In 2010, I had the pleasure and honor of opening a new middle school in my district. I would be the first choir director of this school and would build its program. After two years, our first principal got a job as Assistant Superintendent for Student Engagement. Our new incoming principal, before the end of that year, sent a survey to the staff asking for our opinion as to the needs of the school or changes we would like to see. When we met him for the first time in the Fall, his observations of the survey were sobering. The feedback given by the staff, outlining changes they would like to see, were specific in nature, but did not address an overall vision of what the school and students in it could achieve. Later, he did something that would become an annual tradition during his tenure at our school. He read a book called, The Spyglass : A Book about Faith, by Richard Paul Evans. In this book, a king rules over a kingdom that is in ruin. A man comes to the kingdom and after having been given room and board in the palace, offers the king the spyglass. Through the spyglass, the king sees a bountiful and flourishing kingdom. This represents what the kingdom could be. The lesson of this gorgeously illustrated picture book, is that in order to achieve success or bountifulness, there must first be a vision.

In the brief, yet powerful IASL session, “Achieving transformational change in the school library,” Green states that if one wants powerful, meaningful change, a few things need to be realized:

  1. There are two types of changes
    1. First-order changes – small improvements but do not change the “system’s core”
    2. Second-order changes – “transformational” and are “deep and meaningful changes” in the system.

2. Change takes time – When one comes up with their vision, it may not take one, two or three years. It may be a goal and vision of one’s career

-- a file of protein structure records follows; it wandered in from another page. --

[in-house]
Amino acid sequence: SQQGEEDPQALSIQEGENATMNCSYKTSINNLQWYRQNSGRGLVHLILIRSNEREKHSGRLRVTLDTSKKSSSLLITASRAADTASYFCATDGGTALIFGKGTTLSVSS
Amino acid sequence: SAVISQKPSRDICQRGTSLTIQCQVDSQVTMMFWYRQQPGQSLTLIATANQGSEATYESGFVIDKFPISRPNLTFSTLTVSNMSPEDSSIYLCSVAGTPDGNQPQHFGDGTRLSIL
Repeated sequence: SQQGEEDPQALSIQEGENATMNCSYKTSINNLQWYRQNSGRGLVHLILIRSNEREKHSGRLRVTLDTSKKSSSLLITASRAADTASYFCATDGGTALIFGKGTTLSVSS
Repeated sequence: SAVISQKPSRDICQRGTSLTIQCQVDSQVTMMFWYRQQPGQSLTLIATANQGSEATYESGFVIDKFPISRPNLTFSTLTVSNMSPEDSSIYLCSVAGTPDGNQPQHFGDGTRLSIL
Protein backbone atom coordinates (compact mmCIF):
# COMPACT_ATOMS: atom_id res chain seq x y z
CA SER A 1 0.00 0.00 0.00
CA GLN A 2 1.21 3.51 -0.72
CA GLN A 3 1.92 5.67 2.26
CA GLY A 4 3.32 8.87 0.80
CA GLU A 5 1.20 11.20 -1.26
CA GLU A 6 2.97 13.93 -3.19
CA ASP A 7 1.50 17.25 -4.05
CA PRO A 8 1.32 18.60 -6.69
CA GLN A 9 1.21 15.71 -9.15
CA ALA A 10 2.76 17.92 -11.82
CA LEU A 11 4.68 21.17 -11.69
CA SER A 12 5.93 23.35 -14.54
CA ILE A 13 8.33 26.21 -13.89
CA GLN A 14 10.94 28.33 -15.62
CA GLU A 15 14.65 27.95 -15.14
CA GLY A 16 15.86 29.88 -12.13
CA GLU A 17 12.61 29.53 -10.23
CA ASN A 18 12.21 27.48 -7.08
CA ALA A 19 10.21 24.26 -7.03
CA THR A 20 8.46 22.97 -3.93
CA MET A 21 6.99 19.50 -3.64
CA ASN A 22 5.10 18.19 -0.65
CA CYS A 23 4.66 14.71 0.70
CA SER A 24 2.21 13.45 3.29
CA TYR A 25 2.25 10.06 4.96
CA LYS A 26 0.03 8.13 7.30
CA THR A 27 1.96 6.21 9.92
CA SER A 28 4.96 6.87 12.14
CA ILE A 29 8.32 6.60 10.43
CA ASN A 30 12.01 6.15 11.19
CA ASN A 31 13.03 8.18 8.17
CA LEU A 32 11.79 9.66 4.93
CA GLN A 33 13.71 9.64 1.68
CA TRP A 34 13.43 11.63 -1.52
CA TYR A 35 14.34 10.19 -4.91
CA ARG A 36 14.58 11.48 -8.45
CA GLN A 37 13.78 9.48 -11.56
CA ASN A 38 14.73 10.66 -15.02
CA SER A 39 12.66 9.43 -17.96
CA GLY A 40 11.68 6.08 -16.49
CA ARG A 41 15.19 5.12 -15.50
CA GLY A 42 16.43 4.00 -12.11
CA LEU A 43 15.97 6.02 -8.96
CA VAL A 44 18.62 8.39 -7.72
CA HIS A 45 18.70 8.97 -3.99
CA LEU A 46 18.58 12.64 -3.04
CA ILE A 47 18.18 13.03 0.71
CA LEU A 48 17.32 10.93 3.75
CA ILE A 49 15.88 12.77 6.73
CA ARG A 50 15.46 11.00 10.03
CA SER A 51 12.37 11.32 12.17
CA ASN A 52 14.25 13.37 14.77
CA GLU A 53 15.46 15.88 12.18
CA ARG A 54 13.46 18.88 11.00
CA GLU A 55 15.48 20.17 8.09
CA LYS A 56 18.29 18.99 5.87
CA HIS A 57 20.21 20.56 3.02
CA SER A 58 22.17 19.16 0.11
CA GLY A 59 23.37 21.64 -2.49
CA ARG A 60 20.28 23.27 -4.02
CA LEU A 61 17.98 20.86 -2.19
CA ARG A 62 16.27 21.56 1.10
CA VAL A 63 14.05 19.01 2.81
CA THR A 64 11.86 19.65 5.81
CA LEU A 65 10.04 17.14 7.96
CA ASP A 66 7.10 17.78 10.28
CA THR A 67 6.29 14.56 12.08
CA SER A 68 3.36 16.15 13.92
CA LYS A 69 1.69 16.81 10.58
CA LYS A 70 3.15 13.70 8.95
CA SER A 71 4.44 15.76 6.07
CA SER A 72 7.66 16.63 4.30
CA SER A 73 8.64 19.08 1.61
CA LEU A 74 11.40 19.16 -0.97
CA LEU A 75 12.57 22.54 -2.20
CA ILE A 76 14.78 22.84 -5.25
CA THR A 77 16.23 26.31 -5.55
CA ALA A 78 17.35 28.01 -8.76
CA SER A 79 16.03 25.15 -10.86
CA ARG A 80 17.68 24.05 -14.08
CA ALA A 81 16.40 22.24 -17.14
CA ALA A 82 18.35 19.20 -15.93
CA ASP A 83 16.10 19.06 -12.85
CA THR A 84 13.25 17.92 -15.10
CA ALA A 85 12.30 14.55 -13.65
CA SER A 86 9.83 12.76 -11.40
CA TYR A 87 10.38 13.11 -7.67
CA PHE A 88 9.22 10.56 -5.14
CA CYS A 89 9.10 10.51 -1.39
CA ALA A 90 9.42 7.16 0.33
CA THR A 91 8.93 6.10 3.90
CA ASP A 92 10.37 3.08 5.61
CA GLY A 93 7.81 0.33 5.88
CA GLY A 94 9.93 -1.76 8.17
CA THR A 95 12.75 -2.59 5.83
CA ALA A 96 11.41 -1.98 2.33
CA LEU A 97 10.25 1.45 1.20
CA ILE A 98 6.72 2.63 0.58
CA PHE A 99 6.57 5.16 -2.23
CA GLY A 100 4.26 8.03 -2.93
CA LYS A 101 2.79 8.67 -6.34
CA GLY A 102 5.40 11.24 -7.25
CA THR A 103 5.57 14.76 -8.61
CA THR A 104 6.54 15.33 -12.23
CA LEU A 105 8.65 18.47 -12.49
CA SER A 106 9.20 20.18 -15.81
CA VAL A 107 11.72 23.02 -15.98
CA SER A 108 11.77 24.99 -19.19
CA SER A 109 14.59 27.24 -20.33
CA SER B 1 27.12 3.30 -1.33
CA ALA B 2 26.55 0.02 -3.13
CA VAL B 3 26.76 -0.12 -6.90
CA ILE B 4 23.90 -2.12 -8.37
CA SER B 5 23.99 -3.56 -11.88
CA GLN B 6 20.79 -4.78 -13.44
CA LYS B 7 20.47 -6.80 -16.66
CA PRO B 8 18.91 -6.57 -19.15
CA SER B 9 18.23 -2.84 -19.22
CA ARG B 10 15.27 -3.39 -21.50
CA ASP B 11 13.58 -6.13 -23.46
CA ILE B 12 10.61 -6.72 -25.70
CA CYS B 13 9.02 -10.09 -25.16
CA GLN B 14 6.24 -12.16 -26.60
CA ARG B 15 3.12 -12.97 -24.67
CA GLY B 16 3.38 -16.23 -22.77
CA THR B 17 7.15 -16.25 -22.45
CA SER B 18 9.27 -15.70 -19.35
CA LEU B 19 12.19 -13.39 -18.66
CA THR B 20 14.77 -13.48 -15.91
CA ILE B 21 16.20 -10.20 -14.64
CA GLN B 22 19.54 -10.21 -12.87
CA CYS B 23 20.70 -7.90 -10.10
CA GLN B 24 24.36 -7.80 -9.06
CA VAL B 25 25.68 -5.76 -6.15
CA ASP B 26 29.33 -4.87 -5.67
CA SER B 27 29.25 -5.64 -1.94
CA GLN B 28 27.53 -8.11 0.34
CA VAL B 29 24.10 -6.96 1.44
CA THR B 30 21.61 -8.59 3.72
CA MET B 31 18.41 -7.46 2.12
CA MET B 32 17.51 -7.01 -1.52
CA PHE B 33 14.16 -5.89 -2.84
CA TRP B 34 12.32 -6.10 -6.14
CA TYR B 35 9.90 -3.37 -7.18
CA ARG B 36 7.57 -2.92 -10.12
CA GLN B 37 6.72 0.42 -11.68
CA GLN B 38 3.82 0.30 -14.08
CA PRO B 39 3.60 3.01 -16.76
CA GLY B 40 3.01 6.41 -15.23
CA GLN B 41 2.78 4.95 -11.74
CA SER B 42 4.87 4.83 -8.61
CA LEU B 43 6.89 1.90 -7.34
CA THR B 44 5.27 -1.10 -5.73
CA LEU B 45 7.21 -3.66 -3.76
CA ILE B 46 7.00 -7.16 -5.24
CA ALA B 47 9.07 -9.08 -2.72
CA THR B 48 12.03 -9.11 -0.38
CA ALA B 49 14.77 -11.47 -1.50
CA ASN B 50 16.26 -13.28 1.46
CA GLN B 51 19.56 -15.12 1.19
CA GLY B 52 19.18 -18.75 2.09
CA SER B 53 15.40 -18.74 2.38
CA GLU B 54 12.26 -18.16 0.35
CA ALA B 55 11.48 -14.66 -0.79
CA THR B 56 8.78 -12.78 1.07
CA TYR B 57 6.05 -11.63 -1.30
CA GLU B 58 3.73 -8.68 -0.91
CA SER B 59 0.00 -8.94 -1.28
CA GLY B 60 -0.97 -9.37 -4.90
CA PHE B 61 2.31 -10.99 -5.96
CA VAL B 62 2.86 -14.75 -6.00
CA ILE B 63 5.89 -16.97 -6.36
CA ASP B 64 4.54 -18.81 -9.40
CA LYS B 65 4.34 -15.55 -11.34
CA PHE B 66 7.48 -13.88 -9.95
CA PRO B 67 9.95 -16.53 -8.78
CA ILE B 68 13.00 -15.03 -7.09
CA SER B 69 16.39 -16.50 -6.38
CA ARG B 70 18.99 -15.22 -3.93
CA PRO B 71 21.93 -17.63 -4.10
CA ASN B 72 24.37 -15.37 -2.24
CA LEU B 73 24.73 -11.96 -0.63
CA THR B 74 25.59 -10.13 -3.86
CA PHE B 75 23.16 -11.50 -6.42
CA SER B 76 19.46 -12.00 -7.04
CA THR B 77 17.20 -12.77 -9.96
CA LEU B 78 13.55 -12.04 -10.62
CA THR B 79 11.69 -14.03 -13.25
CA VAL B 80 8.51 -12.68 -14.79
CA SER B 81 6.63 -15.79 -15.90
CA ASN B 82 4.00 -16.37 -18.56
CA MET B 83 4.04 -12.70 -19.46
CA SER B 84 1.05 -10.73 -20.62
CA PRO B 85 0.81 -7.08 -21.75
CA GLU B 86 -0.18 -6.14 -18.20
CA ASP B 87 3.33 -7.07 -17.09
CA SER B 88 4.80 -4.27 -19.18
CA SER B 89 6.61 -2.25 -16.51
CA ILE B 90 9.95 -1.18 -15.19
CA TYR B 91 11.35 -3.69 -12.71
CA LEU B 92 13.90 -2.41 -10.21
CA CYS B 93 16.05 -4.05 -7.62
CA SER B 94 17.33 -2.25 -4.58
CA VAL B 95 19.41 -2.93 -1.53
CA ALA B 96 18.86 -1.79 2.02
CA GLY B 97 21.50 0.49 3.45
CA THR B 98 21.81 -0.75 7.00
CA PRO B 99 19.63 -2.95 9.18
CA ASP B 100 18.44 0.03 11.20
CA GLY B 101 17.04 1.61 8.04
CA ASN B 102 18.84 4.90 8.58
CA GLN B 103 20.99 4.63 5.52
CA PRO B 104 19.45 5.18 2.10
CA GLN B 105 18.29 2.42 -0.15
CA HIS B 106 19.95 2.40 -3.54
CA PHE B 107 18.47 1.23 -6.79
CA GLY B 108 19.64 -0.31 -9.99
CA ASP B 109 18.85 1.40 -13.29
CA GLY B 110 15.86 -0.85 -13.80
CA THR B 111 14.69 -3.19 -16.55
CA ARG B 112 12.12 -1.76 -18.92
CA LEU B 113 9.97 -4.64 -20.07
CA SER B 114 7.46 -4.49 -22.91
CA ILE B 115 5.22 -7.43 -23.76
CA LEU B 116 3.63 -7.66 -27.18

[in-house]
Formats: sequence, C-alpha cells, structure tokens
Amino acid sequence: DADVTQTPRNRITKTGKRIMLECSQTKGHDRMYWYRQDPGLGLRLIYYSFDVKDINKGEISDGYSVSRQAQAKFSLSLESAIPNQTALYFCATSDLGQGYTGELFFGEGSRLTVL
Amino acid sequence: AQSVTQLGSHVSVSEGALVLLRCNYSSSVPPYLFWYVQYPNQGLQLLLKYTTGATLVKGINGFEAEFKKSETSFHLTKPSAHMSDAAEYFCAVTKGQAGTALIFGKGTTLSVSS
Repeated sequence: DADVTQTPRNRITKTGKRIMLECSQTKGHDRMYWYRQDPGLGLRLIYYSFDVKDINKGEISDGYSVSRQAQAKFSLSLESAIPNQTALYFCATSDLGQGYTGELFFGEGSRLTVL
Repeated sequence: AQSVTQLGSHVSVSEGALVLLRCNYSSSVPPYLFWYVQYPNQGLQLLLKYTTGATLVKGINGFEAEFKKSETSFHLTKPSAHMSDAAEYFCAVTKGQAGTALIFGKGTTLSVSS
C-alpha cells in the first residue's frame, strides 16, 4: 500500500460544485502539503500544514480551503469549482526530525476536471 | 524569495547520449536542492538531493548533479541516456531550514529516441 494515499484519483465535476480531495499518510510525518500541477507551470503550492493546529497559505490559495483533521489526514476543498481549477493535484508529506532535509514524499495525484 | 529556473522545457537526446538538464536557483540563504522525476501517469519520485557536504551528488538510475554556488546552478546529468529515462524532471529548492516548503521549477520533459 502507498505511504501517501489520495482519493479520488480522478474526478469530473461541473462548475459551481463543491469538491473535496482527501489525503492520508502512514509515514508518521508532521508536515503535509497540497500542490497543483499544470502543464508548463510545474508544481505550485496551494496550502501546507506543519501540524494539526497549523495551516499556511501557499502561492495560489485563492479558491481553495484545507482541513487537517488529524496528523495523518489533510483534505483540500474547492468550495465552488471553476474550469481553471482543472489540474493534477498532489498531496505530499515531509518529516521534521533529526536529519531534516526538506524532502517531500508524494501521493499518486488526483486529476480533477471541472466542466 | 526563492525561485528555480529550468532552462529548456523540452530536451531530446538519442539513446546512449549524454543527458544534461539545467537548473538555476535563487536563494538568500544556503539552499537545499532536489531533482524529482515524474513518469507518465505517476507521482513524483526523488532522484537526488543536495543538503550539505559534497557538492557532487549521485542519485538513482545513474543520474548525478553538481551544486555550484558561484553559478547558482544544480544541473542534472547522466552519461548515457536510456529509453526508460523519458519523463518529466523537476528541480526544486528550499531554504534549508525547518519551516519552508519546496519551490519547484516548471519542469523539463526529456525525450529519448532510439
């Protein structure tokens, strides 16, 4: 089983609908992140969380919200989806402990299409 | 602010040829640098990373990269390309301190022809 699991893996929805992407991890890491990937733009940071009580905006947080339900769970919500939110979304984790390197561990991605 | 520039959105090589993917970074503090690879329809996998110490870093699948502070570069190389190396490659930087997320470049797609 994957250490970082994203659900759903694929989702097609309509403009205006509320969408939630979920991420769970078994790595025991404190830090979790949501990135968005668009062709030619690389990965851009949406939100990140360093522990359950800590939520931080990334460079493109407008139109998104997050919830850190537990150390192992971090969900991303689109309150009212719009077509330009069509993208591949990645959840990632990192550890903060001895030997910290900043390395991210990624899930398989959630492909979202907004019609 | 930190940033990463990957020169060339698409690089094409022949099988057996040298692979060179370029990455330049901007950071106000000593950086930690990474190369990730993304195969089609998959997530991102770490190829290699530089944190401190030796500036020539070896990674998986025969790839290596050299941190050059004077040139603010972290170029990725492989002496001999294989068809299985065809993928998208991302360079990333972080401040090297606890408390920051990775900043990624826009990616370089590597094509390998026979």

3. Try to align the library’s vision with the vision and strategic planning of the school, and/ or district. (Green, 2021)

When my new principal polled the staff about changes they would like to see, I suspect the responses he saw were “first-order” changes. For the staff, the annual reading of The Spyglass: A Book about Faith, was powerful. It demonstrated that in order to exact change, there has to be a vision shared with the community, in our case, teachers. This is powerful for current and future librarians, because as Green points out, it is likely that not everyone will support the changes you want. But if you share your vision and that vision aligns with their vision, insofar as the students are concerned, that will make your case more compelling and cooperative. That consequently, will help your vision become a reality.

This year will likely be my last year as a choir director before becoming a school librarian. In these last weeks of summer, it is easy to think of my beginning of the year to-do lists. It is easy to focus on second-order changes – how do we want to arrange seats, how should we go about “giving” music to students? However, through the lens presented by Green, I recognize the difference between these little changes and transformational changes. I am excited to spend ample time considering my second-order changes in addition to my first-order changes. What is my vision for this year and beyond? These reflections, musings, and short and long term goals will be the real precursor to change.

Green, L. (2021, July 12-16). Achieving transformational change in the school library. [Conference session]. IASL 2021 Annual Conference, Denton, Texas, United States.

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